This state wants you to embrace the low-ABV trend with its public drinking restrictions. In Colorado, drinking in public parks is permitted as long as the beverage contains 3.2 percent alcohol or less. Time to crack open that Evil Twin Brewing Bikini Beer with 2.7 percent alcohol.
Alcoholic beverages are permitted in many state parks and forests, but not on beaches or boardwalks. The state provides a detailed list of parks where alcohol is prohibited, so make sure to check before heading out with your tumbler of Sauvignon Blanc.
There is no statewide ban against public alcohol consumption in Delaware, but most parks do not permit drinking. The Delaware State Parks website provides some guidance on which parks allow alcohol, and in which areas.
Surprisingly, in the state that evokes images of beach parties packed to the brim with spring breakers, public alcohol consumption is generally not permitted. However, the Tampa Riverwalk implemented a specialty cup program, which allows patrons to take designated to-go cups from bars and restaurants located along the riverwalk.
Georgia is one of only a handful of states where there is technically no law that prohibits possession of an open container in public. However, many local governments have passed ordinances that ban public consumption of alcohol, so it is effectively illegal to drink in parks throughout the state. One exception is the historic district of downtown Savannah, which permits both possession and consumption of alcoholic beverages as long as they are in a plastic cup under 16 ounces.
Looking to enjoy beer or wine in a Boise public park? Well, you’re in luck. According to Boise City Code, beer and wine are allowed in most parks. However, no other alcoholic beverages are permitted, and groups need a permit to possess over 7 and a half gallons of beer or wine. Boise also provides a list of certain areas where public drinking is not permitted. In state parks outside of Boise, it’s best to check the rules for each one before you go.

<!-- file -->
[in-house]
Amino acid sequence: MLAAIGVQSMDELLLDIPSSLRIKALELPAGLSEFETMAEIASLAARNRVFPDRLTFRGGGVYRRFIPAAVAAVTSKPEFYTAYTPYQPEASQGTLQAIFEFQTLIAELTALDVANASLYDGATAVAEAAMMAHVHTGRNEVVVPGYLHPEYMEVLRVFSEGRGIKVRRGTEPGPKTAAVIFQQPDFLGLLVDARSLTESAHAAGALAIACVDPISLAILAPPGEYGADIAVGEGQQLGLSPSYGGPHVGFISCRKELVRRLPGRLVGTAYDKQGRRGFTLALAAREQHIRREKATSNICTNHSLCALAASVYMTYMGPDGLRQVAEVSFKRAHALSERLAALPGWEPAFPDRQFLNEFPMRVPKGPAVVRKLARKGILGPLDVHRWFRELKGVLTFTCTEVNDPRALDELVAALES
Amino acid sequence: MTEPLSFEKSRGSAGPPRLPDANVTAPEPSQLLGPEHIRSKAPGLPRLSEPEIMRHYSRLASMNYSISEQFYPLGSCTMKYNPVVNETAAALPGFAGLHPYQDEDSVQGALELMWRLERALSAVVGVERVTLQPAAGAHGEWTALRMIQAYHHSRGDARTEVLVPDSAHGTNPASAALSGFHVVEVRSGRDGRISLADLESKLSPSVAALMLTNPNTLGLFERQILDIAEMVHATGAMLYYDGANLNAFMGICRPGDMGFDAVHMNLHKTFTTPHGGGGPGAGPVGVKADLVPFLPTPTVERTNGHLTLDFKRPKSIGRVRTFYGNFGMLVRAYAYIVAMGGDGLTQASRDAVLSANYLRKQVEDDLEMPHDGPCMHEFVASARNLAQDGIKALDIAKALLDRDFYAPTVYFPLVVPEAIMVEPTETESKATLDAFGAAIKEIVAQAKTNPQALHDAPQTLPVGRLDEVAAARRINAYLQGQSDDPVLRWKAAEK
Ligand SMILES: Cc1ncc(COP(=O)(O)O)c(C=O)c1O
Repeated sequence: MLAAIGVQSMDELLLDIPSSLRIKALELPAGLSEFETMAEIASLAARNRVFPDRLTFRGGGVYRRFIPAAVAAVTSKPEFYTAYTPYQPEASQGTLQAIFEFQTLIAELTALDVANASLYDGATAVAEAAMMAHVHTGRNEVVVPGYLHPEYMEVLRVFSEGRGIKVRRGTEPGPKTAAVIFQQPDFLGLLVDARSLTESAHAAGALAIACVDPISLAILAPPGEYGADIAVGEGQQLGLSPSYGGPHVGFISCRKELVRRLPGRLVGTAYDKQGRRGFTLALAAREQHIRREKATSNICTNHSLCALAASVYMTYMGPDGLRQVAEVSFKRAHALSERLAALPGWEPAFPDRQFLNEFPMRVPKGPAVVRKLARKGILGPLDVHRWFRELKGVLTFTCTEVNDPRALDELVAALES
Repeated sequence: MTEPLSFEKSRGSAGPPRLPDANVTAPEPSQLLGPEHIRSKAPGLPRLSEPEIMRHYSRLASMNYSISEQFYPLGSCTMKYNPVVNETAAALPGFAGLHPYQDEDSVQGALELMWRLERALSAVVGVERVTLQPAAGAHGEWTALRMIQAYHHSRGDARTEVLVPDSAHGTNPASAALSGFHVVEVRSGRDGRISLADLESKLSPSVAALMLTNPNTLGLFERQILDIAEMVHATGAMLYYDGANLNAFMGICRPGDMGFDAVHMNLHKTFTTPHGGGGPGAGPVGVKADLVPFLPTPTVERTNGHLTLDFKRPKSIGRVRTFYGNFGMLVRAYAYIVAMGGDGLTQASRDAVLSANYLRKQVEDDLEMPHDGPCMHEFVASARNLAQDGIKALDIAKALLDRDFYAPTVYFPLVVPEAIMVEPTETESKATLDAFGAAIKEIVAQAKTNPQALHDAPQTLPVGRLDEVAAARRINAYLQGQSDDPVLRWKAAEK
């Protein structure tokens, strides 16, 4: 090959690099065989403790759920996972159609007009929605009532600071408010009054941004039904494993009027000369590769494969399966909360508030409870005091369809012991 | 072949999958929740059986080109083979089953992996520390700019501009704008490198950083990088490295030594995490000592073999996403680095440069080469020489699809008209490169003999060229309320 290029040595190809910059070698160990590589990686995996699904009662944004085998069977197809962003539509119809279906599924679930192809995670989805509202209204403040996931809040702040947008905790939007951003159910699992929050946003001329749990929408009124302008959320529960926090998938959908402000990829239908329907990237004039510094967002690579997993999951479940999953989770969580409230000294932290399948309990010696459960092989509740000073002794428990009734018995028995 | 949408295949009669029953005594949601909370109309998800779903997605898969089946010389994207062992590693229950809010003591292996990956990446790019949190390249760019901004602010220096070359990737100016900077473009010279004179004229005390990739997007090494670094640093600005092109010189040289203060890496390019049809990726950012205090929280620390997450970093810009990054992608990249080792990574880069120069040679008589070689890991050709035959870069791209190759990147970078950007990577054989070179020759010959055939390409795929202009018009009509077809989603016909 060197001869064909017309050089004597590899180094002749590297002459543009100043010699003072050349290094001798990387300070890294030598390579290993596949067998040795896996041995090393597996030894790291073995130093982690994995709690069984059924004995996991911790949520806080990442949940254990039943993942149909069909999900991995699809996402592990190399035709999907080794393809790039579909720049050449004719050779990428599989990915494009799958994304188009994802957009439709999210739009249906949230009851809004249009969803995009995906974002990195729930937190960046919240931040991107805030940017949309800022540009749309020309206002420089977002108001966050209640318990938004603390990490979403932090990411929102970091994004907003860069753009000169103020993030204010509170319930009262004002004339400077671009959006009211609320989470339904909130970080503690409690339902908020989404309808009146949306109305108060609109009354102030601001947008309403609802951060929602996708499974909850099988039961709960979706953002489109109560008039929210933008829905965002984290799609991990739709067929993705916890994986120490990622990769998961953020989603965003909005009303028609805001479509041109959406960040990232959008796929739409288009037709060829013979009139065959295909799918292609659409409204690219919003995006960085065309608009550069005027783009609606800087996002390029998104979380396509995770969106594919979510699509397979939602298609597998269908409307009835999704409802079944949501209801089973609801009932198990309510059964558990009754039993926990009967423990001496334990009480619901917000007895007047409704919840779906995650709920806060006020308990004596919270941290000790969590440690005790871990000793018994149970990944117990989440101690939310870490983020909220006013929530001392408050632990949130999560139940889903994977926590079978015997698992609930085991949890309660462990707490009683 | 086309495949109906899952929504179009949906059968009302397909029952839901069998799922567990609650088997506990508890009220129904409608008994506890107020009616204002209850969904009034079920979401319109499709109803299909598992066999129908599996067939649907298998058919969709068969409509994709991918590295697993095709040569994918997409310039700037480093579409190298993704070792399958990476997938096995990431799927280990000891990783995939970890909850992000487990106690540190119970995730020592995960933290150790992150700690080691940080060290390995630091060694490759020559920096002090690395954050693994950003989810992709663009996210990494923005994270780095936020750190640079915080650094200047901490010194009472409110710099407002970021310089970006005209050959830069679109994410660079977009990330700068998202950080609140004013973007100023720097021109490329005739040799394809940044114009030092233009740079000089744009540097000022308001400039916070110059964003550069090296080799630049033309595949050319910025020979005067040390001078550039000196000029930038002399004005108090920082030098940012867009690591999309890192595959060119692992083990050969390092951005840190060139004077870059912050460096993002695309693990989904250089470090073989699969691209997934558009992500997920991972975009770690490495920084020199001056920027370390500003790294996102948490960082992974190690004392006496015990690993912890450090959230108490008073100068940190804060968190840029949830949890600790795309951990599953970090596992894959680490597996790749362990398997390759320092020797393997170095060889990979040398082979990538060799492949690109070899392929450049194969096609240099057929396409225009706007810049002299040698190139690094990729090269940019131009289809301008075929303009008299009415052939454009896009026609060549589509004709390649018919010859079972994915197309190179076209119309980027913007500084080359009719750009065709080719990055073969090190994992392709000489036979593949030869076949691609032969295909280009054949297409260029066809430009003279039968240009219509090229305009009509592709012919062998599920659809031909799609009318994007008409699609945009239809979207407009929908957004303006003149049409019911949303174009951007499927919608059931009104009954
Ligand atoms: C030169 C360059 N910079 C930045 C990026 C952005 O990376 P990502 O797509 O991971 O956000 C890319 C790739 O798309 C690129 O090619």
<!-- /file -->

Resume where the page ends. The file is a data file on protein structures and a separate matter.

Most areas in Illinois prohibit drinking in public, but it is actually one of the only states where there is no penalty for public intoxication for those over 21. Since Chicago does not allow anyone to bring alcohol into a public park, playground, or beach, maybe find a restaurant with some nice outdoor seating for your outdoor imbibing needs.
Indiana has no restriction against carrying open containers of alcohol in public. There might be some local changes depending on where exactly you are, but broadly, you can carry a drink in its original container in any public space. Bars might not let you leave with your drinks, though, depending on their own policies.
Iowa is historically strict with its open-container laws, and public consumption is generally not allowed. However, in 2021 the Iowa City Council passed an ordinance allowing beer, wine, and seltzers (meaning no hard alcohol) in state park shelters.
Public alcohol consumption is generally not permitted in any Kentucky parks. However, in Louisville’s “4th Street Live!” entertainment district, which consists of an open-air music venue surrounded by bars and restaurants, open containers are allowed. While you can’t bring in your own beverages, you can walk around with drinks from bars in the area as you please.
When we think of public drinking in the U.S., our minds often go to the lively streets of New Orleans. Public consumption is indeed allowed in New Orleans. There are some restrictions, like the beverages typically must be held in a plastic cup, but all rules are suspended during Mardi Gras season. Outside of New Orleans, however, public consumption of alcohol is widely illegal in Louisiana.